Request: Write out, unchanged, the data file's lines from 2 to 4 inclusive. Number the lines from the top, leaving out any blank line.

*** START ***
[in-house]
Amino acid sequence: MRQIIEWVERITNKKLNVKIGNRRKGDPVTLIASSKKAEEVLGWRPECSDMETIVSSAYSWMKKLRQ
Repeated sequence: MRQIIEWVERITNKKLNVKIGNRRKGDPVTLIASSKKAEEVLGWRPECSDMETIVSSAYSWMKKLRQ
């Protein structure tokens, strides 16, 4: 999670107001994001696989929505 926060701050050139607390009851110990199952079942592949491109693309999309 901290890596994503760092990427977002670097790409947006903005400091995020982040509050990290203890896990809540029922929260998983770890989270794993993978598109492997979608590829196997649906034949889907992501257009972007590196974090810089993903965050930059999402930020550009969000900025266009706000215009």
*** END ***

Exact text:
Amino acid sequence: MRQIIEWVERITNKKLNVKIGNRRKGDPVTLIASSKKAEEVLGWRPECSDMETIVSSAYSWMKKLRQ
Repeated sequence: MRQIIEWVERITNKKLNVKIGNRRKGDPVTLIASSKKAEEVLGWRPECSDMETIVSSAYSWMKKLRQ
């Protein structure tokens, strides 16, 4: 999670107001994001696989929505 926060701050050139607390009851110990199952079942592949491109693309999309 901290890596994503760092990427977002670097790409947006903005400091995020982040509050990290203890896990809540029922929260998983770890989270794993993978598109492997979608590829196997649906034949889907992501257009972007590196974090810089993903965050930059999402930020550009969000900025266009706000215009």